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Bedfordshire landlord prosecuted over non-compliance with Fire Safety Order
04 April 2022
“MULTIPLE AND repeated breaches” of the Regulatory Reform (Fire Safety) Order 2005 at the Broadway House multi-storey office block in Bedford have realised fines totalling £40,000 in the wake of a hearing conducted at Luton Magistrates’ Court.
As part of Bedfordshire Fire and Rescue Service’s risk-based inspection programme conducted under the Regulatory Reform (Fire Safety) Order 2005, Broadway House was audited back in June 2019 by fire safety officers. The audit identified a range of fire safety deficiencies.
The building’s owner and landlord (namely Mrs J Lusty) and Mr D Lusty (the ‘Responsible Person’ for fire safety matters) were sent a notice of deficiencies letter that same month and given two months’ notice to rectify the issues.
Mr Lusty indicated that he would address the issues, but a subsequent inspection in October 2019 failed to show any significant improvement. A further visit was undertaken by Bedfordshire Fire and Rescue Service fire safety officers in February 2020 and, as no action had been taken, an Enforcement Notice was served on Mrs J Lusty.
The Enforcement Notice stated that:
*the fire risk assessment had not been reviewed since December 2015
*the external fire escape was in a poor state of repair with steps missing
*numerous fire-resisting doors within the building were in a poor statement of repair
*the fire alarm system was inadequate for the risk
*there were inadequate fire exit signs and fire action notices in place
*there was no evidence that the firefighting equipment, fire alarm and emergency lighting systems had been maintained
Addressing the issues
The owner was given three months to address the issues. A follow-up inspection showed that, while new firefighting equipment had been provided, all other actions detailed in the Enforcement Notice had not been addressed.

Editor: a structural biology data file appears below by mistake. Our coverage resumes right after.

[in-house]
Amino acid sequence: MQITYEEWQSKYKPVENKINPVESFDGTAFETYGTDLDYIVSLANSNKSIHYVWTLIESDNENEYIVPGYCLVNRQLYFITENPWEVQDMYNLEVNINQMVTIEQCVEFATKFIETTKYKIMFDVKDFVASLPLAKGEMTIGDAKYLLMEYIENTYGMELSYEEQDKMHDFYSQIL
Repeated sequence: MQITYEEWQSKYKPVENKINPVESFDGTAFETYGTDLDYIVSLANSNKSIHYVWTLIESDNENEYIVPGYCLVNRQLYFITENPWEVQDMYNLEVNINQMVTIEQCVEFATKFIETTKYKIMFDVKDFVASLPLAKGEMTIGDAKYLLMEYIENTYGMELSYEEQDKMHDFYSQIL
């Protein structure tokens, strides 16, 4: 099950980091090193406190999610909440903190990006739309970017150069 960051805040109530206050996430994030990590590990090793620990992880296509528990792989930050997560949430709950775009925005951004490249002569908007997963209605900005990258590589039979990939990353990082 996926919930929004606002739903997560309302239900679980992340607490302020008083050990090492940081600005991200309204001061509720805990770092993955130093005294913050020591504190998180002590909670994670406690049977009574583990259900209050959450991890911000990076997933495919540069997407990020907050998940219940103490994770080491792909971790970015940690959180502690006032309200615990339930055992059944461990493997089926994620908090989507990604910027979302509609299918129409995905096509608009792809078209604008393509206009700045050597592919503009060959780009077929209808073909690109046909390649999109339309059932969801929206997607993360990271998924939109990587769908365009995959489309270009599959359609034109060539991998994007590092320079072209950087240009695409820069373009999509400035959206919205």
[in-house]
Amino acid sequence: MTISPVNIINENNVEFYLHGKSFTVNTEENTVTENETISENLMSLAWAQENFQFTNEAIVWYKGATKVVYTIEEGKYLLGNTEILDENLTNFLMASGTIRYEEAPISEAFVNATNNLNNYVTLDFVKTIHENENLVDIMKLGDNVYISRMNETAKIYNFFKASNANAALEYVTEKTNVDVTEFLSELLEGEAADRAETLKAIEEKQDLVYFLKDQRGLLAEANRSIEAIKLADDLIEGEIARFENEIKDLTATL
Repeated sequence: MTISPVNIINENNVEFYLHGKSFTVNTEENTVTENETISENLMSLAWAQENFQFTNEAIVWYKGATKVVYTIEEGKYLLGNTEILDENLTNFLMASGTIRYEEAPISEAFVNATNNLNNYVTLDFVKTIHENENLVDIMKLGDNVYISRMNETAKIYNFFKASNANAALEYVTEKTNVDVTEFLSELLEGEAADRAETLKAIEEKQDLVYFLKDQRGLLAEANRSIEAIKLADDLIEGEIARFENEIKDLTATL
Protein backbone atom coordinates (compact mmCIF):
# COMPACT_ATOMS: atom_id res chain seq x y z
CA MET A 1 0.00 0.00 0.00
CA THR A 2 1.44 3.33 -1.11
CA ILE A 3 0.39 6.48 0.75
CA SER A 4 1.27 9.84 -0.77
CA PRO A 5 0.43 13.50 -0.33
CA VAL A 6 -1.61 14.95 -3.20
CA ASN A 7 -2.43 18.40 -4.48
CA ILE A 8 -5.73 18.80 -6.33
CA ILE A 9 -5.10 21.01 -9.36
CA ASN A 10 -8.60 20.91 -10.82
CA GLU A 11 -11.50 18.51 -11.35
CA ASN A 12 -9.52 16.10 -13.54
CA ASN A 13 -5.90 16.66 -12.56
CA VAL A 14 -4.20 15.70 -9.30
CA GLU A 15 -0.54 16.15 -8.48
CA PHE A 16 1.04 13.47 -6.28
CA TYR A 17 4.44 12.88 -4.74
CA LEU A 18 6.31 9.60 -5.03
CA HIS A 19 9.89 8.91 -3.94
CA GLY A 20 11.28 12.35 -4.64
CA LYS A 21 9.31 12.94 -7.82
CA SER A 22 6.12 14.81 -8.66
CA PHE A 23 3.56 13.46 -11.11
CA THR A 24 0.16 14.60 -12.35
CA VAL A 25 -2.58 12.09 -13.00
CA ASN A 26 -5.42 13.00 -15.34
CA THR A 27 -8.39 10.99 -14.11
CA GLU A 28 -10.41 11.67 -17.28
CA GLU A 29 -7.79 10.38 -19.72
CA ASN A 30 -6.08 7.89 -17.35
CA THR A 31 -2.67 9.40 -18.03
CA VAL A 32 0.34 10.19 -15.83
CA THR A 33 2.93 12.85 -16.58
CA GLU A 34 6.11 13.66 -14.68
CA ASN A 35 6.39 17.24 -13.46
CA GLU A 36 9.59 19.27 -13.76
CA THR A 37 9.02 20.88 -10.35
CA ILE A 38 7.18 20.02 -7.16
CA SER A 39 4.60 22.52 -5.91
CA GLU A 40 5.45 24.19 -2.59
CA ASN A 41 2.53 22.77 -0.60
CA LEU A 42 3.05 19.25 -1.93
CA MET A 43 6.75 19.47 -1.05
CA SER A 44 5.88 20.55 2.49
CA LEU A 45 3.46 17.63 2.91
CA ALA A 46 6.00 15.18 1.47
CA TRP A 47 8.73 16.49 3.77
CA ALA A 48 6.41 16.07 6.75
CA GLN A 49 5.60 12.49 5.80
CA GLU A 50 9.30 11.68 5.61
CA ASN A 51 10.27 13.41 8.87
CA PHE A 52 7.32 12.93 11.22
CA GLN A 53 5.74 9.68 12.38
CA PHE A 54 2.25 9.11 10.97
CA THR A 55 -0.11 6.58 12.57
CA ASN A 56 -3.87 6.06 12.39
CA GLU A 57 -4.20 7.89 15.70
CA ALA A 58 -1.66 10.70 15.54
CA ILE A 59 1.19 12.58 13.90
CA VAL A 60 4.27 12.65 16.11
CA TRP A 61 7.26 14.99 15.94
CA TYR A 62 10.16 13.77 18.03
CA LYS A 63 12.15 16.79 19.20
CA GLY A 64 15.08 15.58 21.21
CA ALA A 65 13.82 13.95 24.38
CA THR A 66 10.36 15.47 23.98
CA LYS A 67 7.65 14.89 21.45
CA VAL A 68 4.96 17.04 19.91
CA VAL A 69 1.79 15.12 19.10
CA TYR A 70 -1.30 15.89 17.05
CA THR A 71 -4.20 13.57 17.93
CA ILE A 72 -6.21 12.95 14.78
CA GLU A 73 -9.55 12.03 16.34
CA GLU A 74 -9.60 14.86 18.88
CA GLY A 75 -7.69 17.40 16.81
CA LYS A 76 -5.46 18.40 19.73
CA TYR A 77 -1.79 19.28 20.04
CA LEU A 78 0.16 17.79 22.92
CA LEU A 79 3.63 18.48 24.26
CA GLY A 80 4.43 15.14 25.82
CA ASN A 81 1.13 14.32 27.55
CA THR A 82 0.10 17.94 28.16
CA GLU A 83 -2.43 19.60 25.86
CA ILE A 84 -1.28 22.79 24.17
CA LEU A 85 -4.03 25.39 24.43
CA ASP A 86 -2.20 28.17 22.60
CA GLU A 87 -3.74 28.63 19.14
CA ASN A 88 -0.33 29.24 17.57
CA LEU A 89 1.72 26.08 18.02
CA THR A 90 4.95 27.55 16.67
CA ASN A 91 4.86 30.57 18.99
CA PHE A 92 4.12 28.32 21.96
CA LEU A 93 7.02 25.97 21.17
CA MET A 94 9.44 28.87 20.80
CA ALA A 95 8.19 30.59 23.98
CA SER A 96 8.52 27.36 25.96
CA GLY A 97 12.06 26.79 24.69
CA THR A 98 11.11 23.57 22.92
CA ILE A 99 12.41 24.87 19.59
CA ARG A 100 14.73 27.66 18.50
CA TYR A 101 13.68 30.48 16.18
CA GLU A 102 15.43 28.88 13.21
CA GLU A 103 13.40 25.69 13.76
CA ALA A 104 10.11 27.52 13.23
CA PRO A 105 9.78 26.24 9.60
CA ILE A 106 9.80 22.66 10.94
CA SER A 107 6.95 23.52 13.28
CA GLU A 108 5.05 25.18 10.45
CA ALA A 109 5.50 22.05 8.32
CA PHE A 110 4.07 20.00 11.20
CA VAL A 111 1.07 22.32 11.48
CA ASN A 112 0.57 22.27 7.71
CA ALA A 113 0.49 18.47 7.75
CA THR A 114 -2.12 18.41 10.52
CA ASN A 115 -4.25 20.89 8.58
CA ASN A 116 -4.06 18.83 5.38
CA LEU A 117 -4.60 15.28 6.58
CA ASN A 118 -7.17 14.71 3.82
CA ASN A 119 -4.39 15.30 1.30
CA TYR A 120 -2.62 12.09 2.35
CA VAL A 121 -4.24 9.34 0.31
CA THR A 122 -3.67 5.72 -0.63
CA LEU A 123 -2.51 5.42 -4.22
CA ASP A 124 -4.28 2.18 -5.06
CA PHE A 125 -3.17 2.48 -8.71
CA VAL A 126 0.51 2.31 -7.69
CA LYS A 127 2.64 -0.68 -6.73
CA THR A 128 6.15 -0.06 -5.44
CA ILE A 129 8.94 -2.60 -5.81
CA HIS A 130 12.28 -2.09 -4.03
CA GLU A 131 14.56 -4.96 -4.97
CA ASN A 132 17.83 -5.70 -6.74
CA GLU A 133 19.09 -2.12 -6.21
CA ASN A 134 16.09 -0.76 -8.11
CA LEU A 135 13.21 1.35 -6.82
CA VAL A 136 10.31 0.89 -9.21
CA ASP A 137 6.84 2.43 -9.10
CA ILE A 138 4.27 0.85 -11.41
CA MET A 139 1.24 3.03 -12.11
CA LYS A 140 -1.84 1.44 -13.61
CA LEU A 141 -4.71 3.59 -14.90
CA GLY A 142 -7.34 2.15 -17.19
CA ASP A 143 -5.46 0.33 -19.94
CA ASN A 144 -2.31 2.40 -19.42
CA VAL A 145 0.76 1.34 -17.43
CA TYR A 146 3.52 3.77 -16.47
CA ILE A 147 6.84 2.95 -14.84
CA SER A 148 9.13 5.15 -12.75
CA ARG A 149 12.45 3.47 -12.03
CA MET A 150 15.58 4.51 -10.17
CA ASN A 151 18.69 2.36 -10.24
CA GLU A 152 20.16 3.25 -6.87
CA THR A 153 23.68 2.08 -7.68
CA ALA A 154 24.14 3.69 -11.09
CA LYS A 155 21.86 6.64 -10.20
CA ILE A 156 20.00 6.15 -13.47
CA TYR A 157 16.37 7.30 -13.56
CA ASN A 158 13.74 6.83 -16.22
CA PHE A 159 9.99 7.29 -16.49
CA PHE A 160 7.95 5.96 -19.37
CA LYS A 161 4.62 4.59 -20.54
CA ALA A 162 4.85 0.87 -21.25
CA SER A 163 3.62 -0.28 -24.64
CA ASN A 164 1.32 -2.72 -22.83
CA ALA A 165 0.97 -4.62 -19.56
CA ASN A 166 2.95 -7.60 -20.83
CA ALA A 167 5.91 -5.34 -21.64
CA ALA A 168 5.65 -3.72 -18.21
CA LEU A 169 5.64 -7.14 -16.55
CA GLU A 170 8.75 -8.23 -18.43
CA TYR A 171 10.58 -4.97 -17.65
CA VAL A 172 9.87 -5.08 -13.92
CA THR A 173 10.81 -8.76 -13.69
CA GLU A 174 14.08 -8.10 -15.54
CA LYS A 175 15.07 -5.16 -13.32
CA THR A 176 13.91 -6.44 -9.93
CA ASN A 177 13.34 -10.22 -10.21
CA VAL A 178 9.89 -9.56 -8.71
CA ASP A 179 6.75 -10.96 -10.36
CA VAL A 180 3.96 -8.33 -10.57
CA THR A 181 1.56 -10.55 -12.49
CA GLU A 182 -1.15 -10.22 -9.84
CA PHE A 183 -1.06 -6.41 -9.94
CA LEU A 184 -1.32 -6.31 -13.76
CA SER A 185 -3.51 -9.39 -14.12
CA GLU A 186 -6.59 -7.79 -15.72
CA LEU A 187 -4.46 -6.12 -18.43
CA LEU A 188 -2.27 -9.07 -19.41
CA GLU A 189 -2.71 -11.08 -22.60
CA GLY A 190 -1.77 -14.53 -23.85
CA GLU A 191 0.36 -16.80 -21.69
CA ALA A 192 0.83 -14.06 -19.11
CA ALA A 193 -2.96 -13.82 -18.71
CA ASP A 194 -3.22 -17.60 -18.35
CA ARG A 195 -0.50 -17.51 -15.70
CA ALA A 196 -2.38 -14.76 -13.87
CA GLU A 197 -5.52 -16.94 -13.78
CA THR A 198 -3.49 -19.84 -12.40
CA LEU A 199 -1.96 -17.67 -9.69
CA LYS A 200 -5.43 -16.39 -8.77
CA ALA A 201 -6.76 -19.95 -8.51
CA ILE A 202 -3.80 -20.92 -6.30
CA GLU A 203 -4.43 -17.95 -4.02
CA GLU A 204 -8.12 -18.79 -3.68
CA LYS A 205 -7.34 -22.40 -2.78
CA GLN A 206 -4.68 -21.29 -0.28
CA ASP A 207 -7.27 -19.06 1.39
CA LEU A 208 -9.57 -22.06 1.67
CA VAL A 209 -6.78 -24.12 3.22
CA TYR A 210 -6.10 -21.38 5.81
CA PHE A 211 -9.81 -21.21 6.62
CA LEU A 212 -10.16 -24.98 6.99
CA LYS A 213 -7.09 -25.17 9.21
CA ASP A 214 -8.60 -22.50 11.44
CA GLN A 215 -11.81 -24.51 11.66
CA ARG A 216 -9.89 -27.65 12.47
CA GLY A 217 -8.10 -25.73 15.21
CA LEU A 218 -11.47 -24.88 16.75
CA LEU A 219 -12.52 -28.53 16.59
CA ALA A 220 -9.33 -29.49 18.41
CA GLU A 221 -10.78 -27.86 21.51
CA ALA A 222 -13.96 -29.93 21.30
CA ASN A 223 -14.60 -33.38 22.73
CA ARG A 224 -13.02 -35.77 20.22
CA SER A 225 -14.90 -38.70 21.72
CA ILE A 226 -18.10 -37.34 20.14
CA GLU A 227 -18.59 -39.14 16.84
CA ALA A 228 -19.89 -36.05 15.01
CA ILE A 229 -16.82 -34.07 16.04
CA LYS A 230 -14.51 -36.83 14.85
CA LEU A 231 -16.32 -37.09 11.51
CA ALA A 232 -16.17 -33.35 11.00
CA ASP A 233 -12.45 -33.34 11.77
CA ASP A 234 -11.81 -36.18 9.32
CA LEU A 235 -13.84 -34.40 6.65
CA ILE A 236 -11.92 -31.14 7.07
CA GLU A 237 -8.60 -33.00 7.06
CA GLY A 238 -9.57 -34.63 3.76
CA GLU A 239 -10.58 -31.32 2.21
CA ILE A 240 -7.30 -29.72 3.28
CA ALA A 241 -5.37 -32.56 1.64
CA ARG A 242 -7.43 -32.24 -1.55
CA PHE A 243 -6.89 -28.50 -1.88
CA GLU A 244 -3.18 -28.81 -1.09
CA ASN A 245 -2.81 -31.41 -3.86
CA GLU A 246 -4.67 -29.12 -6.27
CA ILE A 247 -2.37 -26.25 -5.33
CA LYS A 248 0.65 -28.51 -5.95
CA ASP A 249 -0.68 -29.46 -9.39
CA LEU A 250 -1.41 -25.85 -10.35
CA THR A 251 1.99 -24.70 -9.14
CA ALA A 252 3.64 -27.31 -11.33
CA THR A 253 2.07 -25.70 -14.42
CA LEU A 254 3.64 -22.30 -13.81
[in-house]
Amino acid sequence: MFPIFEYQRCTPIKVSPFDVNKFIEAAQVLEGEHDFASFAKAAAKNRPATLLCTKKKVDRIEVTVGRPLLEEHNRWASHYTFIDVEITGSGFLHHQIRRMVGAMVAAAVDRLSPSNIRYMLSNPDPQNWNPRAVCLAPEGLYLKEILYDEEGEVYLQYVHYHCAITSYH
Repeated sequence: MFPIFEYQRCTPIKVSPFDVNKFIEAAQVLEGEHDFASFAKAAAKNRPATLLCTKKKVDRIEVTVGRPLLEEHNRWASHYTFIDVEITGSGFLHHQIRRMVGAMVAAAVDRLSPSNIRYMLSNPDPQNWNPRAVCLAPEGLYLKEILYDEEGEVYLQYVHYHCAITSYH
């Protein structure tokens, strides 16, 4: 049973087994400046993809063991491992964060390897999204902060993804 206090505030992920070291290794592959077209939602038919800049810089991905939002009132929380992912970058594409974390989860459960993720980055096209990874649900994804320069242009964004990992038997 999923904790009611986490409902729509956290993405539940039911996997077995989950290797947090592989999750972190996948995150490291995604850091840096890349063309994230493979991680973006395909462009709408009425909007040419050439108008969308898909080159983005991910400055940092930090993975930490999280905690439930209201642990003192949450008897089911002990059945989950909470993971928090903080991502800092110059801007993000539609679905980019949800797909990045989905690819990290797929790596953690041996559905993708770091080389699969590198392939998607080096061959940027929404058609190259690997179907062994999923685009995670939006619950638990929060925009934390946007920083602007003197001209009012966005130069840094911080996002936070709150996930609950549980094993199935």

These failings in fire safety measures placed one or more persons at risk of serious injury or death should a fire occur and, as a result, prosecution proceedings were instigated.
On 21 January this year, Mr D Lusty appeared at Luton Magistrates’ Court charged with four offences under the Fire Safety Order as follows:
*the fire risk assessment had not been reviewed since December 2015 and, as such, did not assess the risks to which relevant persons were exposed
*the fire warning system was inadequate for the premises and, as such, persons within the building would not receive a timely warning should a fire occur
*the external fire escape was in a poor state of repair with broken and missing treads that could result in injury to those having to use it
*a number of fire doors were in a poor state of repair with broken and missing locks and gaps in the doors that would allow the passage of smoke and flames, thereby affecting the ability of occupants to escape should a fire occur
Mr Lusty pleaded guilty to all offences and sentencing took place on 18 March this year. The presiding Magistrate stated that there was a history of non-compliance at the premises dating back to 2015 and mentioned that, across the past few years, fire safety has been headline news. The failure to provide adequate fire safety measures represented “a serious offence”.
A fine of £10,000 was imposed for each of the four offences. Full costs, equating to £10,525, were awarded to the Bedfordshire Fire and Rescue Service.
Andrew Hopkinson, chief fire officer at the Bedfordshire Fire and Rescue Service, explained: “This prosecution sends out a clear message to landlords that if you do not comply with the required fire safety regulations then we are prepared to take enforcement action to keep people safe. This individual didn’t comply with the law and left their tenants at serious risk by affecting the ability of the occupants to safely escape should a fire occur.”
Hopkinson added: “It’s our role to ensure that our communities are safe. We will look to provide [fire safety] support and advice where required, but if people are put at risk, then we will not hesitate in taking further action. Several serious offences were committed by the landlord in this case. The Magistrate recognised this in his judgement and in the level of fines imposed.”
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